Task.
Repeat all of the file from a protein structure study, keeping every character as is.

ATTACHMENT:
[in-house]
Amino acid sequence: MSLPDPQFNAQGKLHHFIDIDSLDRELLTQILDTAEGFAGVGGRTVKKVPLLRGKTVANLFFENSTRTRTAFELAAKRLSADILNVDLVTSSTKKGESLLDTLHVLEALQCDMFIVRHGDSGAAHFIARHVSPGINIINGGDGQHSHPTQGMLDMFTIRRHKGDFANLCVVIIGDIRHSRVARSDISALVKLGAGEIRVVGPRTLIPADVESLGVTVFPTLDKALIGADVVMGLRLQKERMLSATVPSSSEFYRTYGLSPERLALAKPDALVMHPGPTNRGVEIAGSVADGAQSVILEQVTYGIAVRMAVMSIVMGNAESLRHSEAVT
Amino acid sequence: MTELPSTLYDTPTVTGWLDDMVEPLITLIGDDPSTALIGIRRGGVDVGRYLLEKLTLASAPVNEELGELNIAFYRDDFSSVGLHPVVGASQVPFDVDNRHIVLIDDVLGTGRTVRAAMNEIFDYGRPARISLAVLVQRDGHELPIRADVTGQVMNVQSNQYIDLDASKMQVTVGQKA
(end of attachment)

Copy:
[in-house]
Amino acid sequence: MSLPDPQFNAQGKLHHFIDIDSLDRELLTQILDTAEGFAGVGGRTVKKVPLLRGKTVANLFFENSTRTRTAFELAAKRLSADILNVDLVTSSTKKGESLLDTLHVLEALQCDMFIVRHGDSGAAHFIARHVSPGINIINGGDGQHSHPTQGMLDMFTIRRHKGDFANLCVVIIGDIRHSRVARSDISALVKLGAGEIRVVGPRTLIPADVESLGVTVFPTLDKALIGADVVMGLRLQKERMLSATVPSSSEFYRTYGLSPERLALAKPDALVMHPGPTNRGVEIAGSVADGAQSVILEQVTYGIAVRMAVMSIVMGNAESLRHSEAVT
Amino acid sequence: MTELPSTLYDTPTVTGWLDDMVEPLITLIGDDPSTALIGIRRGGVDVGRYLLEKLTLASAPVNEELGELNIAFYRDDFSSVGLHPVVGASQVPFDVDNRHIVLIDDVLGTGRTVRAAMNEIFDYGRPARISLAVLVQRDGHELPIRADVTGQVMNVQSNQYIDLDASKMQVTVGQKA